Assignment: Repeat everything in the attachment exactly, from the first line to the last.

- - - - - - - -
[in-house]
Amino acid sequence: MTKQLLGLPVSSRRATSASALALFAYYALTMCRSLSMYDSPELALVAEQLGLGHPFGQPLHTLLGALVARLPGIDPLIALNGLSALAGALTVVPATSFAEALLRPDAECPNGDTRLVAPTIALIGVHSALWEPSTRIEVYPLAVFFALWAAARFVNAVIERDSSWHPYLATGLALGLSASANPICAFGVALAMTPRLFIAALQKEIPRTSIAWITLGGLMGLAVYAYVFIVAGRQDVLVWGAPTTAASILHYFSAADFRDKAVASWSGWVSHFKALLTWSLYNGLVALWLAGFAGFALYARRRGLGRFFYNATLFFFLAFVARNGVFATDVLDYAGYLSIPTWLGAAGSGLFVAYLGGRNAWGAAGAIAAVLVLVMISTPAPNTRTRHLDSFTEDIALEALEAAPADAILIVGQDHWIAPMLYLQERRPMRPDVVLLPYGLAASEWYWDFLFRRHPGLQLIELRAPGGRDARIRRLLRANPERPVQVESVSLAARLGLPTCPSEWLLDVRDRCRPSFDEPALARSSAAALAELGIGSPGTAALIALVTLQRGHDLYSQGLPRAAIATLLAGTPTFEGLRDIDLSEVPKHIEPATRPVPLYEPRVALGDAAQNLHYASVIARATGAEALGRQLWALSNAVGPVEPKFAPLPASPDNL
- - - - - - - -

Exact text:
[in-house]
Amino acid sequence: MTKQLLGLPVSSRRATSASALALFAYYALTMCRSLSMYDSPELALVAEQLGLGHPFGQPLHTLLGALVARLPGIDPLIALNGLSALAGALTVVPATSFAEALLRPDAECPNGDTRLVAPTIALIGVHSALWEPSTRIEVYPLAVFFALWAAARFVNAVIERDSSWHPYLATGLALGLSASANPICAFGVALAMTPRLFIAALQKEIPRTSIAWITLGGLMGLAVYAYVFIVAGRQDVLVWGAPTTAASILHYFSAADFRDKAVASWSGWVSHFKALLTWSLYNGLVALWLAGFAGFALYARRRGLGRFFYNATLFFFLAFVARNGVFATDVLDYAGYLSIPTWLGAAGSGLFVAYLGGRNAWGAAGAIAAVLVLVMISTPAPNTRTRHLDSFTEDIALEALEAAPADAILIVGQDHWIAPMLYLQERRPMRPDVVLLPYGLAASEWYWDFLFRRHPGLQLIELRAPGGRDARIRRLLRANPERPVQVESVSLAARLGLPTCPSEWLLDVRDRCRPSFDEPALARSSAAALAELGIGSPGTAALIALVTLQRGHDLYSQGLPRAAIATLLAGTPTFEGLRDIDLSEVPKHIEPATRPVPLYEPRVALGDAAQNLHYASVIARATGAEALGRQLWALSNAVGPVEPKFAPLPASPDNL